Extracting x rays, γ rays, and relativistic e-e+ pairs from supermassive Kerr black holes using the Penrose mechanism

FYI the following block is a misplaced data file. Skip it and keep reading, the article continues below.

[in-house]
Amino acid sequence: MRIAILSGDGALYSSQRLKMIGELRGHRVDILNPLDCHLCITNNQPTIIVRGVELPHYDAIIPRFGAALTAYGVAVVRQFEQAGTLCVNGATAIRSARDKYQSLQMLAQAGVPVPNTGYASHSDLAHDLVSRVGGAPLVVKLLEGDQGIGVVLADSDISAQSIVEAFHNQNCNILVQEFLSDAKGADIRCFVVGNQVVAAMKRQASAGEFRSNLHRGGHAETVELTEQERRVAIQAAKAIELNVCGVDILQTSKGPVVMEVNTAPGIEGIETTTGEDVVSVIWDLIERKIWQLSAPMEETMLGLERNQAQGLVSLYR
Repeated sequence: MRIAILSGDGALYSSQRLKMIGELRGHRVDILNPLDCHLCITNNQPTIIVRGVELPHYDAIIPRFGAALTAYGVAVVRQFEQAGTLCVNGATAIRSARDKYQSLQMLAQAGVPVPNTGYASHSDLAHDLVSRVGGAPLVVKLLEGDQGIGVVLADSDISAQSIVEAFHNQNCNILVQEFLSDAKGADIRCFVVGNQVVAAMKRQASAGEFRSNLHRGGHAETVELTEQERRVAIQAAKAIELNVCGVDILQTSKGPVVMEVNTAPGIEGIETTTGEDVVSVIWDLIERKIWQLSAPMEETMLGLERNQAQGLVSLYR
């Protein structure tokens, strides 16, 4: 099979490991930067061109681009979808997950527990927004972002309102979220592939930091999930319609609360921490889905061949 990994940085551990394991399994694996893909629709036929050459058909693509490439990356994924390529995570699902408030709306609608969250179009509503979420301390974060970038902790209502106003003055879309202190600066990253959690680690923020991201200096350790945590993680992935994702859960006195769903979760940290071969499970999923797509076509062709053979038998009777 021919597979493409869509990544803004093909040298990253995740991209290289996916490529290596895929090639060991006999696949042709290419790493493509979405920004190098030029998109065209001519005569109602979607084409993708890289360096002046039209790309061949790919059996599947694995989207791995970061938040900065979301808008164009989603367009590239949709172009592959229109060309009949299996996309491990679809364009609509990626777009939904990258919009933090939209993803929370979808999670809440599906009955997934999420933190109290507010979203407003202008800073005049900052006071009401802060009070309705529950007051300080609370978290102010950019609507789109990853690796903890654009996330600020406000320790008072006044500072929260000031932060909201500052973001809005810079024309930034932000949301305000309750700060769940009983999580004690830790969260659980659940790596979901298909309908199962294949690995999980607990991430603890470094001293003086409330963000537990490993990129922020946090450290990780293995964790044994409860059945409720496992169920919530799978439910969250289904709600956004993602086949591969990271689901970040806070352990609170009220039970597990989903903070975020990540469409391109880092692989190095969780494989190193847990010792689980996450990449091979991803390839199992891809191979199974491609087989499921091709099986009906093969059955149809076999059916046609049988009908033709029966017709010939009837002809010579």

Monte Carlo computer simulations of Compton scattering and e-e+ pair production processes, in the ergosphere of a supermassive (~108Msolar) rotating black hole, are presented. Particles from an accretion disk surrounding the black hole fall into the ergosphere and scatter off particles that are in bound orbits. In this paper, the equations that govern the orbital trajectory of a particle about a Kerr black hole (KBH) are used to derive analytical expressions for the conserved energy and angular momentum of material and massless particles that have orbits not confined to the equatorial plane. The escape conditions to determine whether or not a particle escapes from the potential well of the KBH are applied to the scattered particles. The Penrose mechanism, in general, allows rotational energy of a KBH to be extracted by scattered particles escaping from the ergosphere to large distances from the black hole. The results of these model calculations, presented in this paper, show that the Penrose mechanism is capable of producing the astronomically observed high energy particles (~ GeV) emitted by quasars and other active galactic nuclei (AGN). This mechanism can extract hard x-ray and γ-ray photons, from Penrose Compton scatterings of initially low energy UV and soft x-ray photons by target orbiting electrons in the ergosphere; such low energy infalling photons, and high energy scattered escaping photons, are consistent with observations and popular theoretical accretion disk, black hole models. The Penrose pair production processes (γγ-->e+e-), presented here, allow relativistic e-e+ pairs to escape with energies up to ~2 GeV; these pairs are produced when infalling low energy photons collide with bound target, highly blueshifted photons at the photon orbit. This process may very well be the origin of the relativistic electrons inferred, from observations, to emerge from the cores of AGN. Overall, these Penrose processes can apply to any mass size black hole, more or less, and suggest a complete theory for the extraction of energy from a black hole.